How can we not believe in the talking heads, spewing from their perspective, completely unaware of the heartbeat of this country.

Hillary thought the heartbeat was patriotic warmongers.  She had to be tough on defense.  But it turns out having seen New Orleans underwater and an endless conflagration in Iraq people are questioning our leadership.  They want to push the older generation out of the way.

And not only in politics, but music.

It started with Napster.  The public felt justified, because everybody knows there’s only one good single on an album.

Everybody knows that you can eat all you want for a low price with the mobile and cable companies, but the music business finds this to be anathema.

Once upon a time, the music industry was populated by idealists.  But now, anyone who leaves money on the table is a chump.  You’ve got to support your lifestyle.  And the acts are complicit in the shenanigans.  You wonder why no one wants the product in the same quantity?

The inane banter.  The ridiculous records.  Everybody knows that music is just grease to get laid to.  To be discarded when the new evanescent track appears.  Greatest hits of the twenty first century?  Everything’s disposable!

It’s too late.  You can’t have one foot in the past and one in the present.  You’ve got to abandon your old ways.  You’ve got to play by the customers’ rules.  Doesn’t matter if Wal-Mart wants cheaper CDs, those under thirty don’t want discs.  Elvis Costello knows this, how come no one else in the industry does?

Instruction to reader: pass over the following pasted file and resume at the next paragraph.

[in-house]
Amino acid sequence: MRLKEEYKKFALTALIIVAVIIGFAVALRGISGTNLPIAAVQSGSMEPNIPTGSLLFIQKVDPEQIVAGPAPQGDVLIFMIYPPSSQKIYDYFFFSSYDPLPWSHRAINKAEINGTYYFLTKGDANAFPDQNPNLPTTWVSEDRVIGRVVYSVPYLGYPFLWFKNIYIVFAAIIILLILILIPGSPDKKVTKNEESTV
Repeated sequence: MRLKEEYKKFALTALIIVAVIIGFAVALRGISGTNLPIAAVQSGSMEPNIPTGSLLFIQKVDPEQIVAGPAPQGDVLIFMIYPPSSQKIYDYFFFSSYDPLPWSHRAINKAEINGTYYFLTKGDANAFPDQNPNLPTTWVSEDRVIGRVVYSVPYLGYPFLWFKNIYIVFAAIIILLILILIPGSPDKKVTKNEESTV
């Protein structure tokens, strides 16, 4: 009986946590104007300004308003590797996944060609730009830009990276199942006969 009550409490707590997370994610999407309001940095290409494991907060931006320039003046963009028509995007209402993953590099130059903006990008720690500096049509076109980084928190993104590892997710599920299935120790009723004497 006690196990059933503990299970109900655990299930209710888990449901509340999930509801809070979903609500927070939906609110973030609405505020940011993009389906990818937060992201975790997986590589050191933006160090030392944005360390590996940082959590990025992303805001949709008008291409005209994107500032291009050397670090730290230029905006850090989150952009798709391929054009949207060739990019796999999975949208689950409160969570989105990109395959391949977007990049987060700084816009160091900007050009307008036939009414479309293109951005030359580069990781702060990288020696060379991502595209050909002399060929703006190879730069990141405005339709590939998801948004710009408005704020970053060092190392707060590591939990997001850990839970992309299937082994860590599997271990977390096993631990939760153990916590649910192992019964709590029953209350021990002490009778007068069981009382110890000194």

But really, it’s not about this generation adjusting.  That’s laughable, just like their wearing of the kids’ clothes and hairstyles.  Fifty the new forty?  Tell that to your brain.

Really, it’s about acknowledging that there’s a new consensus.  And it’s not being made by the oldsters.  And by oldsters, I mean you, the baby boomer, who thought he was going to rule forever.

This business is being taken over by those under thirty as you read this.  People who don’t have Mercedes-Benzes, never mind private jets.  Who are willing to ride in vans and sleep four to a room.  Who put the music first.

And this music isn’t made for radio.  And not for corporations.  But for the audience.

Exciting times.  If you’re willing to realize that everything you believe is wrong.

Everybody knows that you’re in trouble
Everybody knows what you’ve been through
From the bloody cross on top of Calvary
To the beach at Malibu
And everybody knows it’s coming apart
Take one last look at this sacred heart
Before it blows
And everybody knows

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  1. Pingback by Stuff That Matters « Ryan for the Future | 2008/03/31 at 10:07:12

    […] t be changed, because there’s too much money involved, and longstanding relationships. (read the whole article here) This guy has a lot of great things to say […]


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  1. Pingback by Stuff That Matters « Ryan for the Future | 2008/03/31 at 10:07:12

    […] t be changed, because there’s too much money involved, and longstanding relationships. (read the whole article here) This guy has a lot of great things to say […]